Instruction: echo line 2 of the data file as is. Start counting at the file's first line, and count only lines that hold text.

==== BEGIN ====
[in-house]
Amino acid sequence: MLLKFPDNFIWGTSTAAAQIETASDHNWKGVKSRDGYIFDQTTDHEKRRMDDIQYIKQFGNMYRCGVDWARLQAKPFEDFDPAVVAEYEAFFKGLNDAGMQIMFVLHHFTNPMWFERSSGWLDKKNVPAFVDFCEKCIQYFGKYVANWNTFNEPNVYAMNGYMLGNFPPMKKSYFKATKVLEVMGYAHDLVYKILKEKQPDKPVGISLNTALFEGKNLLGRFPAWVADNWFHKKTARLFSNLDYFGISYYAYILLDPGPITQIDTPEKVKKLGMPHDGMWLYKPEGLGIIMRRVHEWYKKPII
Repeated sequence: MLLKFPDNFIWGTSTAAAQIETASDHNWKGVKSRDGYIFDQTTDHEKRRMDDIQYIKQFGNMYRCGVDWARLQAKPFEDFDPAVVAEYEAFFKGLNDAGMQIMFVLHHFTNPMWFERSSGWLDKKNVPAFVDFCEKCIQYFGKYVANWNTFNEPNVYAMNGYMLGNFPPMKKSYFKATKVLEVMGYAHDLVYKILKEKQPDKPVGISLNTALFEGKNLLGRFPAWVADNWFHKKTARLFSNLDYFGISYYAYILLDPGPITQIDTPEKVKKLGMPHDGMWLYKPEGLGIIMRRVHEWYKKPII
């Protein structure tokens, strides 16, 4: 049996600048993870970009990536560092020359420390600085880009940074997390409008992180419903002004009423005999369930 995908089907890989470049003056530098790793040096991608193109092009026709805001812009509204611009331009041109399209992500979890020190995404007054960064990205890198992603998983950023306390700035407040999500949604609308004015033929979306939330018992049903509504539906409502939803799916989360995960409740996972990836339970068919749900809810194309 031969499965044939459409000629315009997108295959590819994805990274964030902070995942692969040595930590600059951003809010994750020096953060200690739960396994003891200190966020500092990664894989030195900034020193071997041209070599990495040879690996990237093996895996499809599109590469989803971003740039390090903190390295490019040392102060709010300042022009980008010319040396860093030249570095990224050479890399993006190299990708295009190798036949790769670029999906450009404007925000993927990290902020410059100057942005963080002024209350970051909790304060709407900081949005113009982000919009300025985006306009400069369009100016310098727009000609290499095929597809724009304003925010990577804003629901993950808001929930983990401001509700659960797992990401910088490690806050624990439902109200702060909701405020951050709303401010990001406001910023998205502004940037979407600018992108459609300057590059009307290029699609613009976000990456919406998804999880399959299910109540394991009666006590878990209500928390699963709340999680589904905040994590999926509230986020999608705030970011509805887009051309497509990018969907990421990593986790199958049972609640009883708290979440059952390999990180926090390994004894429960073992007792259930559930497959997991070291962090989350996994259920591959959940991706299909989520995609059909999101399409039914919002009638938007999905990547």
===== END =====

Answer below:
Amino acid sequence: MLLKFPDNFIWGTSTAAAQIETASDHNWKGVKSRDGYIFDQTTDHEKRRMDDIQYIKQFGNMYRCGVDWARLQAKPFEDFDPAVVAEYEAFFKGLNDAGMQIMFVLHHFTNPMWFERSSGWLDKKNVPAFVDFCEKCIQYFGKYVANWNTFNEPNVYAMNGYMLGNFPPMKKSYFKATKVLEVMGYAHDLVYKILKEKQPDKPVGISLNTALFEGKNLLGRFPAWVADNWFHKKTARLFSNLDYFGISYYAYILLDPGPITQIDTPEKVKKLGMPHDGMWLYKPEGLGIIMRRVHEWYKKPII